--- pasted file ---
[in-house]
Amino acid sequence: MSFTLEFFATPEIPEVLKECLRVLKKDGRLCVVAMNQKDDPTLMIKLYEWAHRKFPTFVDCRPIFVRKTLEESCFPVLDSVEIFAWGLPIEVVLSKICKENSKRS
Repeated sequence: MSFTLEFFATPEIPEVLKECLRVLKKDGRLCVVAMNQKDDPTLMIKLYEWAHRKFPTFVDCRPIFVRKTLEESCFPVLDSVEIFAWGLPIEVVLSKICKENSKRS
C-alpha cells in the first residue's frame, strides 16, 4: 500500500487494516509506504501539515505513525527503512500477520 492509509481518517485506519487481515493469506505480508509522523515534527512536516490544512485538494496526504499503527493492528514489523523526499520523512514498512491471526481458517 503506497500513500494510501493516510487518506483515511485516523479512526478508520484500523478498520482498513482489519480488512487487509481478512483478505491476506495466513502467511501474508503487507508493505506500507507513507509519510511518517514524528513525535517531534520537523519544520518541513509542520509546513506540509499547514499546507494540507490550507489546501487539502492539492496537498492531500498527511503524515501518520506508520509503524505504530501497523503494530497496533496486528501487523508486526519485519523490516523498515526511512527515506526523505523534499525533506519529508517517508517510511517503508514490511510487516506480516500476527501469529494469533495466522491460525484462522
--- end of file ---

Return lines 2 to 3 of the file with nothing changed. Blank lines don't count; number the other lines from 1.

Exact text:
Amino acid sequence: MSFTLEFFATPEIPEVLKECLRVLKKDGRLCVVAMNQKDDPTLMIKLYEWAHRKFPTFVDCRPIFVRKTLEESCFPVLDSVEIFAWGLPIEVVLSKICKENSKRS
Repeated sequence: MSFTLEFFATPEIPEVLKECLRVLKKDGRLCVVAMNQKDDPTLMIKLYEWAHRKFPTFVDCRPIFVRKTLEESCFPVLDSVEIFAWGLPIEVVLSKICKENSKRS